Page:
They All Scream for Ice Cream!

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I incorporate character traits into each of my classroom guidance lessons.  I’ve mentioned before that my school district focuses on eight specific character traits.  I discuss a different trait each time I visit classes.  Each trait is assigned to a particular month.  So, when I visit, I bring a “scoop of ice cream” with the character trait on it.  I begin all of my guidance lessons by discussing the character trait with the class.  During our discussion, students are able to make connections and share examples of how they show the character trait in their everyday lives.

After sharing the character trait, we talk about my behavior expectations during the guidance lesson.  I remind the class that they are working to earn a new scoop for their ice cream cones.  I give each class a cone to display in their classroom for the school year.  By the end of the year, they have an eight scoop high ice cream cone.  Many teachers display the ice cream cones on the outside of their doors.  Others have special spots in their classrooms to display the cones. If students become too talkative during a lesson, many times I only need to remind them that they are working toward earning a new scoop for their cone.  It’s just a small incentive to keep students on task throughout the lesson and to give them something to show for doing their best.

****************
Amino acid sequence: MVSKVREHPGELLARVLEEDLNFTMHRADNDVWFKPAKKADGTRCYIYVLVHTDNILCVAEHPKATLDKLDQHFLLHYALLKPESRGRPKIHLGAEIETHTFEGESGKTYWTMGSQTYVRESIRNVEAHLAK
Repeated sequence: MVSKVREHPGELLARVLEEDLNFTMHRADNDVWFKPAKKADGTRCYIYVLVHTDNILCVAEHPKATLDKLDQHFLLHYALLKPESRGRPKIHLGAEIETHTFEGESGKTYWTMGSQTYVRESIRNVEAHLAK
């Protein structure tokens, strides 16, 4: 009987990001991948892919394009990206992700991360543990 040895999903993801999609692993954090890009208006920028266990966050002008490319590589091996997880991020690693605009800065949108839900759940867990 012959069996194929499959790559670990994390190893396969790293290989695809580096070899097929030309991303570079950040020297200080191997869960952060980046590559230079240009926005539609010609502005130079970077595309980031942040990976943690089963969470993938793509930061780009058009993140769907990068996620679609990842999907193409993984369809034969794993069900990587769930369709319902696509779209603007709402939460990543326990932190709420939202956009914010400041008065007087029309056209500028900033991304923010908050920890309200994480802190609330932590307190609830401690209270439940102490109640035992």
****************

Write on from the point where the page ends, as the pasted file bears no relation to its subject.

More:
I also have an extra large ice cream cone to display outside my office door that grows each month as well.  I’ve used it for so many years that it’s a little faded, so I’ll need to make a new one soon.

Do you have a behavior incentive you’ve incorporated in your school counseling program?

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4 thoughts on “They All Scream for Ice Cream!

  1. OK – that’s SO much fun! I may borrow that and turn it into a bulletin board for August. Did you make the scoop template yourself?

    We have a Springtime school wide “Caught Being Good” program that I’m involved in . . . kids earn cards as they’re spotted doing the right thing even when they weren’t sure anyone was watching . . . then they put that card into a HUGE bin and we pick five cards out each week at our community gathering. They can earn time with the AP or me, a book reading with the Principal, a special table at lunch, a nature center walk, something like that. Kids LOVE to be caught making good choices!

  2. Hi, Barbara! I used a template from a book I had over eight years ago. I don’t remember which book, and I’m not sure if I even have it still. I’ll look into that next week and let you know. I need to remake a few cones and scoops for next year, so I need to find my black line masters anyway. If I remember correctly, I drew the scoops myself. Also, the cone was enlarged, traced with a sharpie, and then copied onto brown construction paper.
    Your “Caught Being Good” program sounds great! We are incorporating something similar at our school through our PBIS initiative.

  3. Hi Vanessa,
    I am a first year social worker at a K-6 school. I love this idea! I have been looking for a way to make the character trait of the month more visible in my school. Do you use the ice cream cone for all grade levels?

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